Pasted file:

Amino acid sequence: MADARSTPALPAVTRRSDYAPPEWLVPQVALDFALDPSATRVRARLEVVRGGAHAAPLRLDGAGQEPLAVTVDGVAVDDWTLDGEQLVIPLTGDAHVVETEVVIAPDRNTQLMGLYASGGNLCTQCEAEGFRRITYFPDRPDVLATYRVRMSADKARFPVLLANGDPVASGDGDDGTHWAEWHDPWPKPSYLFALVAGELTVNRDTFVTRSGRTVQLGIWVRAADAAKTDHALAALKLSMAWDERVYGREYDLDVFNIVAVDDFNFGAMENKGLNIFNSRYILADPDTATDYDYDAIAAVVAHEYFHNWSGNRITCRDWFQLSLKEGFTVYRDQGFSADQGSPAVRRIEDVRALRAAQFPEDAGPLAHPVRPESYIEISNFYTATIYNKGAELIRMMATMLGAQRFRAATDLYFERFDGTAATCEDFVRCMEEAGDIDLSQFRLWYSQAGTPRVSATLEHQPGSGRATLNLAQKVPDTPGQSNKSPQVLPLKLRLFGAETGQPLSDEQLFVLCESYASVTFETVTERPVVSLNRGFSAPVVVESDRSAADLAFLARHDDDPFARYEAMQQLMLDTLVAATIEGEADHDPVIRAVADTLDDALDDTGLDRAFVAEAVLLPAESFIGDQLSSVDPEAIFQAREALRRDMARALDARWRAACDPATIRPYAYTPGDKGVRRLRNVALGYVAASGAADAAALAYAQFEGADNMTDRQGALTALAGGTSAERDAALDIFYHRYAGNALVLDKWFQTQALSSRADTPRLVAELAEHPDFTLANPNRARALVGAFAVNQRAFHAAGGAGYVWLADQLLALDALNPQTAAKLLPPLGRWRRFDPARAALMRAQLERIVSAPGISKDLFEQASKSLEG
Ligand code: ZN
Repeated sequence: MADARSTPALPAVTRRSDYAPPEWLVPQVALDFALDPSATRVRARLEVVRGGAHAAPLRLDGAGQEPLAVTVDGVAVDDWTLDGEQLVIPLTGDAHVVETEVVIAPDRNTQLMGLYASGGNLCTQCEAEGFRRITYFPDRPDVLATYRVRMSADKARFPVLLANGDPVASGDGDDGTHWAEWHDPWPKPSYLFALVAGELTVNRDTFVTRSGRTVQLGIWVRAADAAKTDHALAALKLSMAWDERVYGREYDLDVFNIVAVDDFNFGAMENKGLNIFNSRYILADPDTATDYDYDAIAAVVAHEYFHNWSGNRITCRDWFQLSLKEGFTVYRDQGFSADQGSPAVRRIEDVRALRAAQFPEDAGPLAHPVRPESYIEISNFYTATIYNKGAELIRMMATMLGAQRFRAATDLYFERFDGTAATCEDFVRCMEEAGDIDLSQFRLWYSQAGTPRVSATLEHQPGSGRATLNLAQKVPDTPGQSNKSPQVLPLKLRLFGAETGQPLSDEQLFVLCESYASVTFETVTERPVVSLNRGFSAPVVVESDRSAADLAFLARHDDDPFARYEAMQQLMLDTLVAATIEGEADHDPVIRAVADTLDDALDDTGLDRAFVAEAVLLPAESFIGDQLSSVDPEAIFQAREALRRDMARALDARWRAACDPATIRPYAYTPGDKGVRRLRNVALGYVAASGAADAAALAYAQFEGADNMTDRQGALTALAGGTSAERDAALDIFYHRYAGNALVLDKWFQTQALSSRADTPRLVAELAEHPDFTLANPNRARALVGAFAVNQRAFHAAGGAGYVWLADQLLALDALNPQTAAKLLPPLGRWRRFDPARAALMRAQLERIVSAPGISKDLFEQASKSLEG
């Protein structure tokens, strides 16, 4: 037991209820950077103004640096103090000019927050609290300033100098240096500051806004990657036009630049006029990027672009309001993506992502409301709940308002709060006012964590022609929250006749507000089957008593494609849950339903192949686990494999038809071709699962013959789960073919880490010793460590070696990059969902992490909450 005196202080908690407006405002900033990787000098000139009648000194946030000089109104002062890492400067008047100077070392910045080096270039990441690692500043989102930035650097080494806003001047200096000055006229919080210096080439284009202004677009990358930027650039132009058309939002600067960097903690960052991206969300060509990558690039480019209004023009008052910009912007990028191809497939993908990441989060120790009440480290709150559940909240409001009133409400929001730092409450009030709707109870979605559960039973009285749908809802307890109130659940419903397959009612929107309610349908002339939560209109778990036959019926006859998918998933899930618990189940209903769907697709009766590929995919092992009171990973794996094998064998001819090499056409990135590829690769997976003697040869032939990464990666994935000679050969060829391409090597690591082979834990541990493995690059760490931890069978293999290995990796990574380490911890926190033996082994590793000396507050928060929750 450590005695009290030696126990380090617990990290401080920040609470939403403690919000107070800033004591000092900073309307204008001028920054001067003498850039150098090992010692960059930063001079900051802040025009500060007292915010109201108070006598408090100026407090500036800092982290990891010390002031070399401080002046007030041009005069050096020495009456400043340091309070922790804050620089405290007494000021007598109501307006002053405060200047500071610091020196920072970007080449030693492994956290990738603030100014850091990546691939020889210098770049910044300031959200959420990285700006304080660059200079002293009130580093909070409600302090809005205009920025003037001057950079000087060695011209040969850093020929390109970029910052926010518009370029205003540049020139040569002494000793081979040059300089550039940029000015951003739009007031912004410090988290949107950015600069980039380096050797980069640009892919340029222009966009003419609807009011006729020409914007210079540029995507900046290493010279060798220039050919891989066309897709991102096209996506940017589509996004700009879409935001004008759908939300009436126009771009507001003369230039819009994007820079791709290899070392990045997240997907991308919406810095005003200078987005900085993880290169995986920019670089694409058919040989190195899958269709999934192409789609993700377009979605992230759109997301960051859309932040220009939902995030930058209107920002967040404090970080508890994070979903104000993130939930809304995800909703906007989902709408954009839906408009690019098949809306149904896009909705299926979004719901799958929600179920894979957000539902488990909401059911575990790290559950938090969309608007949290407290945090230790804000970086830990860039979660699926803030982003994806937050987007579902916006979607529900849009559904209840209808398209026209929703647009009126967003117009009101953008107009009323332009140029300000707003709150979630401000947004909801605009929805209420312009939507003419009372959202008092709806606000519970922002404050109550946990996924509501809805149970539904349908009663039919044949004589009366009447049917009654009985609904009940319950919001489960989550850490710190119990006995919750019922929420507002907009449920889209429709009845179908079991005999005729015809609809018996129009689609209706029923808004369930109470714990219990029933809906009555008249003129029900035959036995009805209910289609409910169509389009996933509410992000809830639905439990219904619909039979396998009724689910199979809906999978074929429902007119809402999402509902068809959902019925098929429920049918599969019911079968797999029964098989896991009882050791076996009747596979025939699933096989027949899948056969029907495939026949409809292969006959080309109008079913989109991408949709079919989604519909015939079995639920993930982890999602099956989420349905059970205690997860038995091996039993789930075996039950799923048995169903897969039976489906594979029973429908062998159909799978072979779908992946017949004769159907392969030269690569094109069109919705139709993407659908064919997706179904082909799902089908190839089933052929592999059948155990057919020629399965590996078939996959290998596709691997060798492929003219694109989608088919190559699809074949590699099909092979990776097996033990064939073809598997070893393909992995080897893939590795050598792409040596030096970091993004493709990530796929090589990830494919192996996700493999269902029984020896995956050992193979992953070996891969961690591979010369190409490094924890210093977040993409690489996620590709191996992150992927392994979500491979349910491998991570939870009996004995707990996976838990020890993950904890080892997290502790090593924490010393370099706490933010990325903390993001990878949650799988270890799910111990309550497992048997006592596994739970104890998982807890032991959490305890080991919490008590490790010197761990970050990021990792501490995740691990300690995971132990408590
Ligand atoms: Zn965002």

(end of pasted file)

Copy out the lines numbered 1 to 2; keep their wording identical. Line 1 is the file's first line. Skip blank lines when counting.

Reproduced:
Amino acid sequence: MADARSTPALPAVTRRSDYAPPEWLVPQVALDFALDPSATRVRARLEVVRGGAHAAPLRLDGAGQEPLAVTVDGVAVDDWTLDGEQLVIPLTGDAHVVETEVVIAPDRNTQLMGLYASGGNLCTQCEAEGFRRITYFPDRPDVLATYRVRMSADKARFPVLLANGDPVASGDGDDGTHWAEWHDPWPKPSYLFALVAGELTVNRDTFVTRSGRTVQLGIWVRAADAAKTDHALAALKLSMAWDERVYGREYDLDVFNIVAVDDFNFGAMENKGLNIFNSRYILADPDTATDYDYDAIAAVVAHEYFHNWSGNRITCRDWFQLSLKEGFTVYRDQGFSADQGSPAVRRIEDVRALRAAQFPEDAGPLAHPVRPESYIEISNFYTATIYNKGAELIRMMATMLGAQRFRAATDLYFERFDGTAATCEDFVRCMEEAGDIDLSQFRLWYSQAGTPRVSATLEHQPGSGRATLNLAQKVPDTPGQSNKSPQVLPLKLRLFGAETGQPLSDEQLFVLCESYASVTFETVTERPVVSLNRGFSAPVVVESDRSAADLAFLARHDDDPFARYEAMQQLMLDTLVAATIEGEADHDPVIRAVADTLDDALDDTGLDRAFVAEAVLLPAESFIGDQLSSVDPEAIFQAREALRRDMARALDARWRAACDPATIRPYAYTPGDKGVRRLRNVALGYVAASGAADAAALAYAQFEGADNMTDRQGALTALAGGTSAERDAALDIFYHRYAGNALVLDKWFQTQALSSRADTPRLVAELAEHPDFTLANPNRARALVGAFAVNQRAFHAAGGAGYVWLADQLLALDALNPQTAAKLLPPLGRWRRFDPARAALMRAQLERIVSAPGISKDLFEQASKSLEG
Ligand code: ZN